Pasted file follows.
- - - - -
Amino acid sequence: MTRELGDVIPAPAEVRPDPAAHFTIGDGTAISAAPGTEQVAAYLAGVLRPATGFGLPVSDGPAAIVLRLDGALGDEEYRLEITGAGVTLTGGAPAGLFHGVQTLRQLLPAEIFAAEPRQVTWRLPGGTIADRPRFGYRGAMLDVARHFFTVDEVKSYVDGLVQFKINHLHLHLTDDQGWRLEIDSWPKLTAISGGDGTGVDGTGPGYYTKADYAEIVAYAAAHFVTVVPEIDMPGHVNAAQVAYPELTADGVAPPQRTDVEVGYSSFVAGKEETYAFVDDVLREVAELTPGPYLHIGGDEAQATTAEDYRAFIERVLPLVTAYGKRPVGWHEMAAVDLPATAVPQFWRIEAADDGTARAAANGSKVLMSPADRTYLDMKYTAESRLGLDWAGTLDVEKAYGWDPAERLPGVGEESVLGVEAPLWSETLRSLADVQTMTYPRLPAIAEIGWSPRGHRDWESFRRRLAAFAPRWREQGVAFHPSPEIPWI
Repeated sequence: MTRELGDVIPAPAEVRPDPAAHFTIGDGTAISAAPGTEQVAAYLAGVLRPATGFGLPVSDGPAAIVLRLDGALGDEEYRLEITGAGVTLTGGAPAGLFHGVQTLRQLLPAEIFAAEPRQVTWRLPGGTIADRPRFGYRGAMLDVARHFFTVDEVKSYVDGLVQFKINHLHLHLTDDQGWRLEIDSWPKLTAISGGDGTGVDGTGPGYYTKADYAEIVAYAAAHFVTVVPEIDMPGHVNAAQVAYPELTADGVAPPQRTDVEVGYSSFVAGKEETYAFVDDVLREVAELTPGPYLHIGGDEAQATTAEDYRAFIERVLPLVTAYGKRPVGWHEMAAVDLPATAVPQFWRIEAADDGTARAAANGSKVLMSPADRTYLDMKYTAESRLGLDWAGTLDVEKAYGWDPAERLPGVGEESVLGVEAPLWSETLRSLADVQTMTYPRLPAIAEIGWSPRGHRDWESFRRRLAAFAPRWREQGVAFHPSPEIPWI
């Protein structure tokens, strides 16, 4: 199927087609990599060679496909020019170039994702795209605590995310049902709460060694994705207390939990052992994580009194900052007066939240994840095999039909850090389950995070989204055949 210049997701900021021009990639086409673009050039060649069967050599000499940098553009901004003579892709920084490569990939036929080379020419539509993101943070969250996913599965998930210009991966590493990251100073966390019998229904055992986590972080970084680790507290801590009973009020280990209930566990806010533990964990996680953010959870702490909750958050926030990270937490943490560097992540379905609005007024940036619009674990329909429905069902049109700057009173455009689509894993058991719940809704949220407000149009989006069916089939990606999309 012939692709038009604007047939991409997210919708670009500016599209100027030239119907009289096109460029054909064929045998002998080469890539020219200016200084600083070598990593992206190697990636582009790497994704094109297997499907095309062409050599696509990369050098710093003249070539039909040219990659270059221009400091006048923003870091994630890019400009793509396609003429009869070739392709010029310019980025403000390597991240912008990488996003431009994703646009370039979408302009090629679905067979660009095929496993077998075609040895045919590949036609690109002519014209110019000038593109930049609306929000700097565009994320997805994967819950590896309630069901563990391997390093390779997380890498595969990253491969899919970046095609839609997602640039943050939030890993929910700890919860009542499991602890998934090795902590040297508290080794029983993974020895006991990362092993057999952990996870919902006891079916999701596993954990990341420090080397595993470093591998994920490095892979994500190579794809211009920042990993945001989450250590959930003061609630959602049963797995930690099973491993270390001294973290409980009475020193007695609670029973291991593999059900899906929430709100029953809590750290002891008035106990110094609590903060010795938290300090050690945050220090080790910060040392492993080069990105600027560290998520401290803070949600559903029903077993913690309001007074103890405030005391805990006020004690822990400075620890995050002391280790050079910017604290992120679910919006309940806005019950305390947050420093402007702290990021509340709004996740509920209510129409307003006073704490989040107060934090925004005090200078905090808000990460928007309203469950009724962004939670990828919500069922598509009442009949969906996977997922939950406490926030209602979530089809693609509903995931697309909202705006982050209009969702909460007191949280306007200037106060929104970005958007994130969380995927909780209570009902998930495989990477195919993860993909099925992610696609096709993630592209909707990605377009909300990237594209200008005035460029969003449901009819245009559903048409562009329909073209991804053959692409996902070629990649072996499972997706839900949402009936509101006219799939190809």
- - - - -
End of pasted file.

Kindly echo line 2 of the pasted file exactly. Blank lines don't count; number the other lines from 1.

Repeated sequence: MTRELGDVIPAPAEVRPDPAAHFTIGDGTAISAAPGTEQVAAYLAGVLRPATGFGLPVSDGPAAIVLRLDGALGDEEYRLEITGAGVTLTGGAPAGLFHGVQTLRQLLPAEIFAAEPRQVTWRLPGGTIADRPRFGYRGAMLDVARHFFTVDEVKSYVDGLVQFKINHLHLHLTDDQGWRLEIDSWPKLTAISGGDGTGVDGTGPGYYTKADYAEIVAYAAAHFVTVVPEIDMPGHVNAAQVAYPELTADGVAPPQRTDVEVGYSSFVAGKEETYAFVDDVLREVAELTPGPYLHIGGDEAQATTAEDYRAFIERVLPLVTAYGKRPVGWHEMAAVDLPATAVPQFWRIEAADDGTARAAANGSKVLMSPADRTYLDMKYTAESRLGLDWAGTLDVEKAYGWDPAERLPGVGEESVLGVEAPLWSETLRSLADVQTMTYPRLPAIAEIGWSPRGHRDWESFRRRLAAFAPRWREQGVAFHPSPEIPWI